The Billy Graham Evangelical Association and Pope Francis paid tribute to Nelson Mandela for his faithful pursuit of peace and racial reconciliation, in light of his recent passing.
Nelson Mandela suffered 27 years in prison after opposing racial oppression of the country's black majority under the apartheid government in South Africa. Upon his release from prison, Mandela pursued peace, racial reconciliation, and the abolishment of apartheid. He became the country's first democratically elected and African president in 1994, and died Thursday at the age of 95. He is being mourned and celebrated around the world.
The Reverend Billy Graham never met Nelson Mandela, but shared his passion for racial reconciliation, both in South Africa and in the United States. Graham was first invited to hold crusade meetings in South Africa in the 1950s, but did not accept the invitation because of racial segregation in the country.
"My wife and I have prayed for the country of South Africa since 1951," said Graham when Mandela was elected president; he accepted the invitation to preach in the country in the 1970s, at one of the country's first racially integrated public meetings. "Christianity is not a white man's religion ... don't let anybody ever tell you that it's white or black. Christ belongs to all people," proclaimed Graham during his South African crusade.
Graham and Mandela corresponded via letters while Mandela was still in prison, and the evangelist rejoiced upon Mandela's release and subsequent election to the presidency. "The amazing events surrounding the election of Nelson Mandela to the presidency of South Africa are a testimony to us all of this great man's resiliency in the face of 27 years of imprisonment," he said.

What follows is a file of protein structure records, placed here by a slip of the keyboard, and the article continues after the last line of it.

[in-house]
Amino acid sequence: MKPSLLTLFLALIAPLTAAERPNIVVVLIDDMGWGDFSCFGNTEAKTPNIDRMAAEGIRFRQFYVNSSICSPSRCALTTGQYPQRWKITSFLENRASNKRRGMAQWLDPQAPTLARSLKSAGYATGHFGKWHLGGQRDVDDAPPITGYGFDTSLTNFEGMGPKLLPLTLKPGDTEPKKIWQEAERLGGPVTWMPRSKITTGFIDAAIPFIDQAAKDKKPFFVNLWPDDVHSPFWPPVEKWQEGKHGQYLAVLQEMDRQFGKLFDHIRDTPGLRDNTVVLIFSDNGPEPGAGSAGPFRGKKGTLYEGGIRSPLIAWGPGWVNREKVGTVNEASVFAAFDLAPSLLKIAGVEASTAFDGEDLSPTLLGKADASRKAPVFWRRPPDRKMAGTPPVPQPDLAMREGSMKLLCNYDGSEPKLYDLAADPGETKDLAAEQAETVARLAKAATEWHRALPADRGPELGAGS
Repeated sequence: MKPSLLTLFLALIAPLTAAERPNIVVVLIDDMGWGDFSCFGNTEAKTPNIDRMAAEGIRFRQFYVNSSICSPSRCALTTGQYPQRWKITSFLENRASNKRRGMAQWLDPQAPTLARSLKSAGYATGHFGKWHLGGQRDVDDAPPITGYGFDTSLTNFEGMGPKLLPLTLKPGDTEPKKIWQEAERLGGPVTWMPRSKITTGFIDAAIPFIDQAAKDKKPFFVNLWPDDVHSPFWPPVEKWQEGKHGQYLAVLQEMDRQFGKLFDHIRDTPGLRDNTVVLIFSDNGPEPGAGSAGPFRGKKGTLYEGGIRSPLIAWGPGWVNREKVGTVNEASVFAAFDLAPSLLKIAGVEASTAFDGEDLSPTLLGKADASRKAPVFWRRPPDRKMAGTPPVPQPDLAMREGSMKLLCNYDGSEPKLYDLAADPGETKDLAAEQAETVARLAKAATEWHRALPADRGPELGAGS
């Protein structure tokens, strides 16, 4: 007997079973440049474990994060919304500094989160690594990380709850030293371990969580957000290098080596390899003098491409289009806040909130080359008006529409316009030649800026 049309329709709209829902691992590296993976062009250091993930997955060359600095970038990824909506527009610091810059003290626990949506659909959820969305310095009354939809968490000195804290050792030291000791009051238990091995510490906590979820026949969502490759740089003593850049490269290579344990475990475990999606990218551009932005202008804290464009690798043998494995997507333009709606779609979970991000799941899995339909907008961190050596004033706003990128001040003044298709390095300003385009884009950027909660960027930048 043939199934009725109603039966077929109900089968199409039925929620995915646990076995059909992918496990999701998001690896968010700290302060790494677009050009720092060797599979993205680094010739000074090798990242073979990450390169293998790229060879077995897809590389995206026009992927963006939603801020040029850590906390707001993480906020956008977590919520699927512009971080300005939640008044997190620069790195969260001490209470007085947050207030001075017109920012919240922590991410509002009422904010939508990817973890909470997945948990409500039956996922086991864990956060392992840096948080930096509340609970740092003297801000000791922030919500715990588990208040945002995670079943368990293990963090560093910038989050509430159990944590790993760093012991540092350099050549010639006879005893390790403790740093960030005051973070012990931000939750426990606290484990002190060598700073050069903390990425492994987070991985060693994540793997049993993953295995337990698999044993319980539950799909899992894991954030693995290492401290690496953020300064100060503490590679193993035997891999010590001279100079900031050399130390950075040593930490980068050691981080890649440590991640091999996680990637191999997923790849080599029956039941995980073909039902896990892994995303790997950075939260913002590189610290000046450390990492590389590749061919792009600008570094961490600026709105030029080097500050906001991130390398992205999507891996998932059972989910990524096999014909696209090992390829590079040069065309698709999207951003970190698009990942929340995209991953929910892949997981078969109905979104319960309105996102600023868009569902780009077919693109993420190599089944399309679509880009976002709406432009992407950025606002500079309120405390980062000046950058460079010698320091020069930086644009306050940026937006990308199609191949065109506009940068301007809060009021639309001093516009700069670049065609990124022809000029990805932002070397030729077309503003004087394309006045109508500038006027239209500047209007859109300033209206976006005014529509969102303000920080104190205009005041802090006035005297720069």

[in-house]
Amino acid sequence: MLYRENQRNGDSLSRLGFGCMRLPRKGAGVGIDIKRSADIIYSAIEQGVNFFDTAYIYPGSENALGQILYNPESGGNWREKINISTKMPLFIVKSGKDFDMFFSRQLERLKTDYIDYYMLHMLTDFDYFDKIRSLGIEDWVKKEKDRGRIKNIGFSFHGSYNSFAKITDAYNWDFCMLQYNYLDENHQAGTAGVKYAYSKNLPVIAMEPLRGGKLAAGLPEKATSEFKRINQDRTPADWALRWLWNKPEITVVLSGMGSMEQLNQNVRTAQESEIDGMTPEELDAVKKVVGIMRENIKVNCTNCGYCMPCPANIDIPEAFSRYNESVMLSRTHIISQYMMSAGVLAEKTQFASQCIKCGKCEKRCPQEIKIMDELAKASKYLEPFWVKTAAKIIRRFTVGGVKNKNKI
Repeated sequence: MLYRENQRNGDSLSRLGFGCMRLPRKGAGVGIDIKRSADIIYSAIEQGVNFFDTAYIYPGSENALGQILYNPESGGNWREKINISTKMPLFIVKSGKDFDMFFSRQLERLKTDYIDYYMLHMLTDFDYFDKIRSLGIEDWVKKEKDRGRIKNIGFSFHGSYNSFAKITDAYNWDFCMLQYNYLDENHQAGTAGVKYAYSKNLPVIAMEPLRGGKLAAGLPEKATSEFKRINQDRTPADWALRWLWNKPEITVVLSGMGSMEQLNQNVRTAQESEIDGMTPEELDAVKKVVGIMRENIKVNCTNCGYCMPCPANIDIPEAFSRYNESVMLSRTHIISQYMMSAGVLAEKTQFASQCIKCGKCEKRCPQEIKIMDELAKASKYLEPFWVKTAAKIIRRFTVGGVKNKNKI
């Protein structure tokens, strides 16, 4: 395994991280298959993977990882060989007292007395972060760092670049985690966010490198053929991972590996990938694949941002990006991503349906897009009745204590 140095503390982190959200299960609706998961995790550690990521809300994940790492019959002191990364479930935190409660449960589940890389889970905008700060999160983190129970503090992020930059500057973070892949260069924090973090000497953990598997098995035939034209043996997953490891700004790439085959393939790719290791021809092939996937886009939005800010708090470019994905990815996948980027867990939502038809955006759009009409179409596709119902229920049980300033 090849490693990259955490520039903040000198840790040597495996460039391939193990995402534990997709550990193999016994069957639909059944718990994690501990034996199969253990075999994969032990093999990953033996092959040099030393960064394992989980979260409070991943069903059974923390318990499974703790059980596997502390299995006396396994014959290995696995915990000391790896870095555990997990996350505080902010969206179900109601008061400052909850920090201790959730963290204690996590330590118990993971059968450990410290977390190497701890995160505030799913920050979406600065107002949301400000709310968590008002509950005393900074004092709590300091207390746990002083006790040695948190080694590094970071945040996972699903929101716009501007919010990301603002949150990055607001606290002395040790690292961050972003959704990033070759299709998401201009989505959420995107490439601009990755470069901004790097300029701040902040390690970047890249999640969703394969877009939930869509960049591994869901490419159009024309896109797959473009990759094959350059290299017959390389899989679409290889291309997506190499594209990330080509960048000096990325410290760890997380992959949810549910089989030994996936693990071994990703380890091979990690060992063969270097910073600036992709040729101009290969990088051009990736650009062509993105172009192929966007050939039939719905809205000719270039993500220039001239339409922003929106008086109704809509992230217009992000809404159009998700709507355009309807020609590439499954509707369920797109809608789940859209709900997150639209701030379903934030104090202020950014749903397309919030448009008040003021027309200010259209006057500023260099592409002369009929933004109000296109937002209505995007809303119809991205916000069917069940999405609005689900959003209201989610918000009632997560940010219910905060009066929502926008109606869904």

Pope Francis also paid tribute to the former South African leader. "It was with sadness that I learned of the death of former President Nelson Mandela ... I ask the Lord to console and strengthen all who mourn his loss," he said in a telegram to the South African President Jacob Zuma. Pope Francis prays that Mandela's example will "inspire generations of South Africans to put justice and the common good at the forefront of their political aspirations."
The former South African president will be buried Sunday, with a memorial on Tuesday at a stadium in Johannesburg. According to CNN, several world leaders will attend Tuesday's memorial and President Barack Obama will give an address. Former presidents George W. Bush, Bill Clinton, and Jimmy Carter also plan to attend, along with British Prime Minister David Cameron and entertainers Bono and Oprah Winfrey.